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the homes

The Wilton House

1027 Hayes

John Wilton (1848—1894), a wholesale dairy products merchant from Ireland, had resided in a tiny now demolished cottage with his family at nearby 1013 Hayes. In 1891 he commissioned 1027 (originally numbered 1011) for their new home. The architect’s identity remains unknown.

1027 Hayes
Illustration by VASF member Kit Haskell

The Wilton family, which included John’s wife Sarah, daughter Elizabeth, and sons George and Douglas, always shared their home with renters. By 1900, the Wilton residence sheltered three families for a total of twelve residents. After the Wilton family’s departure in 1814, 1027 Hayes changed hands as often as two dozen times. By 1951 the residence had been divided into five units, with a small cottage added in the backyard.

In 1974, John Orishyn purchased the structure and began the process of renovation that several subsequent owners were to continue. Next came the Meekers in 1977, who eliminated three of the units in the main house and created the present kitchen.

In 1986, Ken Stoddard and his partner Gary Eisman bought 1027, followed by Kenneth and Pam Rau in 1989. Each owner added their own successive improvements. In 1997, the home was acquired by the current owners, Sue Valentine and her husband Bob Spjut.

A variant of the Queen Anne Style, 1027 Hayes’ façade is distinctive for its false gabled and French capped roofline, the vintage stair railings and spindle work on the front porch, and the integral detailing that adjoins the cantilevered bay window. Inside is the traditional row-house arrangement of a side hallway and staircase to the second floor.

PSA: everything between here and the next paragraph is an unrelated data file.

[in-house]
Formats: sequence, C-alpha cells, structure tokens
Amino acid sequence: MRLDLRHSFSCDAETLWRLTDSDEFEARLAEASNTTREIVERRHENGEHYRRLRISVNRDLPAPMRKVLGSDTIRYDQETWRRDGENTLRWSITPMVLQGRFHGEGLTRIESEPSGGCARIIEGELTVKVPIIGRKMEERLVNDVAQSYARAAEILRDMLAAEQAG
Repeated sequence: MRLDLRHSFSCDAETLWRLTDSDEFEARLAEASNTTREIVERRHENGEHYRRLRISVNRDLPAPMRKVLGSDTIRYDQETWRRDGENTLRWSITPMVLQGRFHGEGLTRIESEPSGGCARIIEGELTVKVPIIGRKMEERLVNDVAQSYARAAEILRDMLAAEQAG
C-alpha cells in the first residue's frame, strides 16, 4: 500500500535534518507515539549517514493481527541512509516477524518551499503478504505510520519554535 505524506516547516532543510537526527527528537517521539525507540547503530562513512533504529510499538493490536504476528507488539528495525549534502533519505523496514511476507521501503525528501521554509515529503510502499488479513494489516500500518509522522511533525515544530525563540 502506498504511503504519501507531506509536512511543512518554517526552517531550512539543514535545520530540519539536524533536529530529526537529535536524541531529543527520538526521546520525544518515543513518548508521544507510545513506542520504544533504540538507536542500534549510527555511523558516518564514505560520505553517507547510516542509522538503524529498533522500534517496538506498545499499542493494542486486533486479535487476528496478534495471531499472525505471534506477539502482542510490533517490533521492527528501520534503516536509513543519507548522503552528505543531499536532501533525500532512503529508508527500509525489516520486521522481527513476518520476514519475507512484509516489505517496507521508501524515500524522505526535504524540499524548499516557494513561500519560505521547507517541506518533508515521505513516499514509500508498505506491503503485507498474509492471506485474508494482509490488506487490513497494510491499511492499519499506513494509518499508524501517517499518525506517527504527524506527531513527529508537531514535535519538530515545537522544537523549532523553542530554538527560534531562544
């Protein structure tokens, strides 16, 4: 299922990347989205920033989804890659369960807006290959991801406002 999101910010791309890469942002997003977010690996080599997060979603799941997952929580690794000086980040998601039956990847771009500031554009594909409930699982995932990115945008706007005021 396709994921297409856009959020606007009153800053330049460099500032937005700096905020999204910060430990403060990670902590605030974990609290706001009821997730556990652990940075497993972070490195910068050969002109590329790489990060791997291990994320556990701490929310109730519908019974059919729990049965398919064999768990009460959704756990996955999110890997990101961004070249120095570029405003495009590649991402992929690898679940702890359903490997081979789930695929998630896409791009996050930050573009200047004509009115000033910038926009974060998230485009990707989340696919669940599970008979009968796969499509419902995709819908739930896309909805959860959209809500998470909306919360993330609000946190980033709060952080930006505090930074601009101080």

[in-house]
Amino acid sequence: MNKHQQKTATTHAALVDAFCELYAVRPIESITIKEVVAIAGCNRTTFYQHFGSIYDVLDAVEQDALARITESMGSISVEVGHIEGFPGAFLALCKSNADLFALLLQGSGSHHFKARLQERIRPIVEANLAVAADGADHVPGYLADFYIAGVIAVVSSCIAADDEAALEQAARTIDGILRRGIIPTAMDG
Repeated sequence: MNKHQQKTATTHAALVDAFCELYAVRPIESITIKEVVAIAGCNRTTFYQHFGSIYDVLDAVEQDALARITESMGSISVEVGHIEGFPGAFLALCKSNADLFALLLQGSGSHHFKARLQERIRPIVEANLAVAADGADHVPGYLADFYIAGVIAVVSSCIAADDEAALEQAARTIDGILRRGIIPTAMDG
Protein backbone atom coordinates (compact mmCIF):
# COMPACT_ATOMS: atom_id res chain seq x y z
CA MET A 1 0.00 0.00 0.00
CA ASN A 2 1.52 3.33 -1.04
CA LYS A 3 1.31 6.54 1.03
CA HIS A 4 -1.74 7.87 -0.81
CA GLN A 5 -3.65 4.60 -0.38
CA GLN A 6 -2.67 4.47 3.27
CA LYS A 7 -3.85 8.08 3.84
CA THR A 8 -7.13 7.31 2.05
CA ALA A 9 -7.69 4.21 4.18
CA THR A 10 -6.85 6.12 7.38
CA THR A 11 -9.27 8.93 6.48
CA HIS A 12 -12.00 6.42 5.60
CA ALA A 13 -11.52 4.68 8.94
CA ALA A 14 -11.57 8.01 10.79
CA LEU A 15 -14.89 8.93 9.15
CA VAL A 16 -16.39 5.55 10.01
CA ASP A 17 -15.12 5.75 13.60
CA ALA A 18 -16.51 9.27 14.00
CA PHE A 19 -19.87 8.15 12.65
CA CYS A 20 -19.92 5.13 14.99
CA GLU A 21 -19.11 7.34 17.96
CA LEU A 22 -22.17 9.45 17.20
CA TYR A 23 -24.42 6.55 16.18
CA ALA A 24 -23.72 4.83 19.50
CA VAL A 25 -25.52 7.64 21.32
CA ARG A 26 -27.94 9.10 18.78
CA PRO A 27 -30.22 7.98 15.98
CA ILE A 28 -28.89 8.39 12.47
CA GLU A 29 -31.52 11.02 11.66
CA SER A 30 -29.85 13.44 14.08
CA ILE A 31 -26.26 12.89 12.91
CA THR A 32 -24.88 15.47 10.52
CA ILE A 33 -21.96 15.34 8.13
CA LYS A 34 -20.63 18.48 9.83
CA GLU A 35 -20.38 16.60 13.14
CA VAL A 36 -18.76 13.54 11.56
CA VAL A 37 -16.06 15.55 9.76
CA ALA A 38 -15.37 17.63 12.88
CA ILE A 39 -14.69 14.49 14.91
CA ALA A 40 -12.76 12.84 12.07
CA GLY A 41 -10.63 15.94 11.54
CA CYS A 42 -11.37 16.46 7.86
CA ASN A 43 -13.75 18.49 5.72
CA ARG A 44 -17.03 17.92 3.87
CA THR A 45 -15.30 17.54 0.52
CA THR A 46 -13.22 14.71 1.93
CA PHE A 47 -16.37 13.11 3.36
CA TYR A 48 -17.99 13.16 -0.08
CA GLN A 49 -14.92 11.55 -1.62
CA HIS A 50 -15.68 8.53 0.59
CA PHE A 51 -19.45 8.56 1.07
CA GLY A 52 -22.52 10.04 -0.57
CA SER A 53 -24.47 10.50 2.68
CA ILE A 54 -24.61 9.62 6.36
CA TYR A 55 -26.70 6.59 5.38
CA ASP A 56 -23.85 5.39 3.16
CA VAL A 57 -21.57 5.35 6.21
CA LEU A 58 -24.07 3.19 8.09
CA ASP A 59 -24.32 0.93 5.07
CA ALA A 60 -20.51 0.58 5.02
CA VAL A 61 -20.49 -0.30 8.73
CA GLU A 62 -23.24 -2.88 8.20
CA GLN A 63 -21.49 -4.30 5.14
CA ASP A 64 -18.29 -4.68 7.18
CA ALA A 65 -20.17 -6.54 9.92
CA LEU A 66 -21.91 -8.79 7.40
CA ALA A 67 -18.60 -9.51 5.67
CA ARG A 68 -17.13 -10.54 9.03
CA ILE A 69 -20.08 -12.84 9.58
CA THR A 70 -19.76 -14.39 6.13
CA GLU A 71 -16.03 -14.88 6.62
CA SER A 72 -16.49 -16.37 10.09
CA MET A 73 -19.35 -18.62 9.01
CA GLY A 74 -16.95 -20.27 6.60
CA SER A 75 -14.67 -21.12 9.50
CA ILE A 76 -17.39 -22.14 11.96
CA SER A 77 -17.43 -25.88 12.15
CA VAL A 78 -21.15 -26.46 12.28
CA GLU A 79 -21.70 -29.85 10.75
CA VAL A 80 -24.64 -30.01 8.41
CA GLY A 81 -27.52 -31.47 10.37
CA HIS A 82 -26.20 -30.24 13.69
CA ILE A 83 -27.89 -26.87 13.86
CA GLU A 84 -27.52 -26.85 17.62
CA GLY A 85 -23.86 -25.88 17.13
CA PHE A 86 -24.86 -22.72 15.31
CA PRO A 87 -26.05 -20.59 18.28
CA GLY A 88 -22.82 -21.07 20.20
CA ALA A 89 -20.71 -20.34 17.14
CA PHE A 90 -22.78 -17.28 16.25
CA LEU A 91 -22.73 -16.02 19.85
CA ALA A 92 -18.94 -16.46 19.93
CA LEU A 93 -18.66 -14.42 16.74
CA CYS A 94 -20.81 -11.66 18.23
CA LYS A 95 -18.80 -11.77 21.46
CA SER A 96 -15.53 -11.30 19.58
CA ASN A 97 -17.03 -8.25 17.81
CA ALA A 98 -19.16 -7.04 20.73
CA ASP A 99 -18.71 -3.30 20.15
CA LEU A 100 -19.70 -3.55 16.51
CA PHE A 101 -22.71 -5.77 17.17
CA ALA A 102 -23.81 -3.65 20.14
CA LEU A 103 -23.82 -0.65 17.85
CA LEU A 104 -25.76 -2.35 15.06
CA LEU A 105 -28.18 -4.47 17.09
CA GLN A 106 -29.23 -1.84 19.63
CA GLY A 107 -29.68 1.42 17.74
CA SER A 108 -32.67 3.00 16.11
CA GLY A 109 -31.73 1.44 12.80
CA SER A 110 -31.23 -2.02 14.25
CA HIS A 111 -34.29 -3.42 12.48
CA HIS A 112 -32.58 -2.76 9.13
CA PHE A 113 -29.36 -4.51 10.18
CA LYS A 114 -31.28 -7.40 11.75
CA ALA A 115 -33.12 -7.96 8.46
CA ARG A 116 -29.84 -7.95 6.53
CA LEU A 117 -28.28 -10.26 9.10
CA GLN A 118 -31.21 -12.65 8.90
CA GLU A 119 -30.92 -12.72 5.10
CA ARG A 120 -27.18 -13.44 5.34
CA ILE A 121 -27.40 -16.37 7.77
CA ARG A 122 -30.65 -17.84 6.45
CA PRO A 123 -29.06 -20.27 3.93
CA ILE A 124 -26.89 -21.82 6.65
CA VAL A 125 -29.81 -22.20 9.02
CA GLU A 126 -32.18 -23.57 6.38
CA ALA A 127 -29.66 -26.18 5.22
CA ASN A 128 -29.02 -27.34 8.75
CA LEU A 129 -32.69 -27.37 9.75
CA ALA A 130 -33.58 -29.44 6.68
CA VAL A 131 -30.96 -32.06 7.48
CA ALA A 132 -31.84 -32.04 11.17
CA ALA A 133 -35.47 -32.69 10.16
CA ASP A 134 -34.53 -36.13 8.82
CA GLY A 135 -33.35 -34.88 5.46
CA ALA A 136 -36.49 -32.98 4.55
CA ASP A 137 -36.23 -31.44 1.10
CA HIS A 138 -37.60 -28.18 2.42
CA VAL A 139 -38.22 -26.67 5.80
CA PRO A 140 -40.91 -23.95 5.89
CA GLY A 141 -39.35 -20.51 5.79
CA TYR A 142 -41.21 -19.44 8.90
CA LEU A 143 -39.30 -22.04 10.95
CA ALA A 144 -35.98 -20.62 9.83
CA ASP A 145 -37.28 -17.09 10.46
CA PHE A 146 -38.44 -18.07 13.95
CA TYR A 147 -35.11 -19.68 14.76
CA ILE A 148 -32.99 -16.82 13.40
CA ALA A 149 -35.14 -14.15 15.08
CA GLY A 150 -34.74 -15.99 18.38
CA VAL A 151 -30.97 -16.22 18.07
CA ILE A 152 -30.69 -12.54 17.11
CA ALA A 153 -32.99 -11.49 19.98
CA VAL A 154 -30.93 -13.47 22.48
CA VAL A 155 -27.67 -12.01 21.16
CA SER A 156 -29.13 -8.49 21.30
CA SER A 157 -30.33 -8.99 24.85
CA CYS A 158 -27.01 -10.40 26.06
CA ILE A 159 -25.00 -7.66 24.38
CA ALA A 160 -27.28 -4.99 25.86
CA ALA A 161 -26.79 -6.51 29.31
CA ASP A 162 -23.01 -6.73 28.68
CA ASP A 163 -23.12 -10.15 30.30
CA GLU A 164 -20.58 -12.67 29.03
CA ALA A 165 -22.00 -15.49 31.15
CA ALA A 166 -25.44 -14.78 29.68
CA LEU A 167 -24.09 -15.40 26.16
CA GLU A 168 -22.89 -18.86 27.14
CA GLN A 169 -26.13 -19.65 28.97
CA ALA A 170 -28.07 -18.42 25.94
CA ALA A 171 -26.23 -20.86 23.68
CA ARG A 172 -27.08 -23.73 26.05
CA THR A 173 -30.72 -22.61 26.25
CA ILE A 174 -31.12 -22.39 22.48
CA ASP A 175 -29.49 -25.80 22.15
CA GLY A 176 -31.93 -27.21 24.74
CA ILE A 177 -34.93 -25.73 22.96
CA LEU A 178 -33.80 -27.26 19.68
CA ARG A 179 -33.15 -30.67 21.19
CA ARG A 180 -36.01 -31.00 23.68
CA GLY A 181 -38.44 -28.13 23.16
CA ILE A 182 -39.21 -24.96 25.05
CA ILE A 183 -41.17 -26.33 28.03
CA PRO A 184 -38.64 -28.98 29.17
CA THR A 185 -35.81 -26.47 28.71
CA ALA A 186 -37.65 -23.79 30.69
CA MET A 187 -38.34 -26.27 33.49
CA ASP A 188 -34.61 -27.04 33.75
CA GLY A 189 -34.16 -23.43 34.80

Both the entry and second floor stairwell have been recently refreshed with a restrained neutral paint scheme and a new Anaglypta wainscot throughout. The Lyncrusta frieze was added by a previous owner. On the left is a doorway opening into a library, which connects to the front parlor and a spacious dining room out the back. The front parlor features a mahogany fireplace mantle that the current owners rescued from a demolished Victorian cottage. Of interest are fine ceiling moldings and a vintage chandelier. The middle parlor, which the current owners transformed, features an ornate ceiling (designed by Paul Duchscherer), papered in colorful Bradbury & Bradbury papers.

The dining room retains its original fireplace mantle of yellow­ green colored tiles, three of which are small panels detailed with playful cupids.The room is paneled with a wood wainscot and has a ceiling covered in embossed Anaglypta added by the owners. All of the public downstairs rooms can be closed off from each other by original pocket doors.

At the end of the downstairs entry hall is a small office adjoining the dining room, which possibly once connected to the kitchen (and perhaps also incorporated a butler’s pantry). The kitchen is now accessed only from the dining room, which opens to the garden.

An original coved skylight above the staircase features stained glass dating to the 1970s.

On the second level the bay window of the front master bedroom opens to the prized view of Alamo Square, backdropped by Postcard Row and the City beyond. The current owners added the master bath at the front of the house. Of the remaining three original bedrooms, one is located off the middle of the stair hall and another at the left rear is pleasantly illuminated by an angled bay window. The fourth bedroom, once part of a back apartment with its own outside entry, is reached through a recently recreated rear hallway. A new period-style bathroom and a laundry facility plus storage closets all adjoin the rear hall. The former second floor apartment now functions as a home office.

A charming and sunny rear garden now flourishes where once a poorly constructed rental unit took up most of the space. The recently created garden features a pergola-topped open sitting area across the back of the lot. An outside staircase connects the second floor rear rooms to the garden.

Adapted by Paul Duchscherer from “The Storied Houses of Alamo Square“ by Joseph B. Pecora

— taken from the Victorian Alliance‘s “The Storied Houses of Alamo Square 2015 House Tour” catalog

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